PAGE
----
The famed checker editor Manson D. Teetzel, whose career spanned decades of checker publishing, originally came from the town of West Lorne, in Elgin County, Ontario, Canada. No doubt "Teetzel" as he simply liked to call himself, would have been familiar with a scene similar to the one shown above, a beautiful photo of the Canadian shores of Lake Erie, not far from Mr. Teetzel's home town. (The photo is presented courtesy of photographer Rick Blaxall; more of Mr. Blaxall's work can be seen here.)
Teetzel later moved to the United States, where he published American Checker Monthly and for which he is probably best known. But while still in Ontario, he produced The Canadian Checker Player, and it's a problem from the latter journal that we present today. Teetzel didn't give an attribution for the problem; he simply set it forth, something over a century ago.
Black is a man up, but that's about to change as White is going to even the tally on his next move. Yet Black can still win. Can you figure out how? You don't have to be Canadian to find the solution, you just have to be a Checker Player. Give it a try and then click on Read More to see the solution.[Read More]
Certainly, the game of checkers is a great exercise of our thinking abilities and a terrific way to develop our reasoning powers. The problem shown below, based on a game played by 19th century checkerist J. P. Reed, will definitely stretch and grow your thinking and reasoning skills. It's this month's entry in our ongoing Checker School series, and comes from Ben Boland's classic work, Famous Positions in the Game of Checkers.
Black has a severely limited choice of moves, always a sign of trouble. Yet the position can be drawn, although that will require quite an application of our reasoning powers. Can you reason it out? Think it through, and then click on Read More to see the solution, a sample game, explanatory notes, and a special insert on reasoning powers in checkers.[Read More]
We're not certain that the happy lady shown above is named "Sullivan" --- though that's entirely possible --- but we're most sure that she's made quite a catch indeed, and we can appreciate why she's smiling so broadly.
Of course, the real question for us should be, "Does she play checkers?" and although that's another thing we can't know for sure, it's definitely within the realm of possibility.
Today's column, though, is about a different Sullivan and a different kind of catch, one that is just as tasty as the catch shown above. It comes from Willie Ryan's Tricks Traps and Shots of the Checkerboard, and Willie will tell us about it in his own words.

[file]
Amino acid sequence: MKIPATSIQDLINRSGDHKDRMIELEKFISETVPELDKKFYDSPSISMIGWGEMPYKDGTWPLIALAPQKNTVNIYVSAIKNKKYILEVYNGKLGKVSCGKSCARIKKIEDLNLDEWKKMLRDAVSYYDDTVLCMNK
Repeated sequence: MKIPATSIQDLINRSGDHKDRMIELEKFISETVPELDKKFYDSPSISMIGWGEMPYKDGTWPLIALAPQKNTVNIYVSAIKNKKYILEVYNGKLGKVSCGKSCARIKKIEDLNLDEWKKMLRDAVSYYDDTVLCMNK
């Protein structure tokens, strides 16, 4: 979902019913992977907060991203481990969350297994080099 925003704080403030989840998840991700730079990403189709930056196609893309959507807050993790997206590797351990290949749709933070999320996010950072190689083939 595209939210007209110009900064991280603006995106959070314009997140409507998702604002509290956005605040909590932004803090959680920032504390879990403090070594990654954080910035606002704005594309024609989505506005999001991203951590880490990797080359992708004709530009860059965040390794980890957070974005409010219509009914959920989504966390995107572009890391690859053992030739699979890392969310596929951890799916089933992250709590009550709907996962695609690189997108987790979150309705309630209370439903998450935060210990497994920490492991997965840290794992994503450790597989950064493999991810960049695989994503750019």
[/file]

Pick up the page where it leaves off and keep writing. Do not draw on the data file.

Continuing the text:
"When something new is found on an ancient opening like the Ayrshire Lassie, that's news. A few years ago, James Sullivan, a strong amateur from St. Louis, Missouri, hatched a new twist on the Ayrshire Lassie by 21-17 at the fourteenth move of the game below. He subsequently sprung it on Newell Banks and me, and, like two babes in the woods, we both fell for the sucker bait by 9-13 in reply. This trap is a 'natural,' and will catch even experienced players.
|8-11||11-18||9-13---B, 2, which|
|28-24||26-22||leads to the|
A---If you want a short, fast game, play 9-13. Your opponent, no doubt, will reply 20-16, 11-20, 22-17, 13-22, 25-4, winning fast and leaving you short.
B---Newell Banks and Author Ryan slept here! Of course, the trap that follows this move is best avoided, but 9-13 does not lose, as erroneously claimed by Sullivan. The safest course for black at B is: 18-23---2, 27-18, 9-14, 18-9, 5-21, 32-28,10-15,19-10, 6-15, 31-27, 8-11, 27-23, 1-6, 25-22, 3-7, 23-19, 6-10, 22-18, 15-22, 19-16, 12-19, 24-8, 10-14, 8-3, 7-10, 3-8, 14-18, 8-11, 18-23, etc., consummating a draw. Wm. F. Ryan."
1---30-26 or 32-28 would be much better here. While not calling this necessarily a loss, the computer deems 21-17 as quite poor, giving Black a solid advantage---Ed.
2---After 9-13, the game indeed evaluates as a draw. After 18-23, as recommended in Note B, the game also evaluates as a probable draw, as Willie demonstrates. However, the computer thinks the correct move is instead 9-14, which preserves Black's substantial advantage, for instance KingsRow gives 9-14 17-13 2-7 31-26 7-11 27-23 18x27 32x23 3-7 25-22 14-18 23x14 10x17 29-25 5-9 19-15 11x18 22x15 9-14 and White is all but lost---Ed.
Now, as you try to resolve this position, we feel it only far to warn you: Just as Willie missed a trick or two at Notes 1 and 2 above, he also misses a trick in his proposed solution. So in one sense, we're asking you to do a little better than Willie; that's quite a demand to make. But this problem is well worth your time. Can you "catch" the solution, or will it be the one that got away? When you're finished, hook your mouse on Read More to see some detailed analysis.[Read More]
We always hear about "springing into spring" at this time of year, and the arrival of spring is always welcomed after a long winter. Shown above, though, is a spring of a different kind, and when this one springs, we think you'd better move fast and clear the area.
Moving fast and clearing the area--- on the checkerboard--- are our topics for today. We're doing something a little different; we're presenting a stroke problem as a speed problem. Unfair? How can you say such a thing! We're going to give you 60 seconds to solve this one; that's a whole minute!
When you're ready to spring into action, click on the link below--- and move fast. When you're done, spring your mouse on Read More to uncoil the solution.
April Stroke Problem (easy to moderate difficulty; 60 seconds)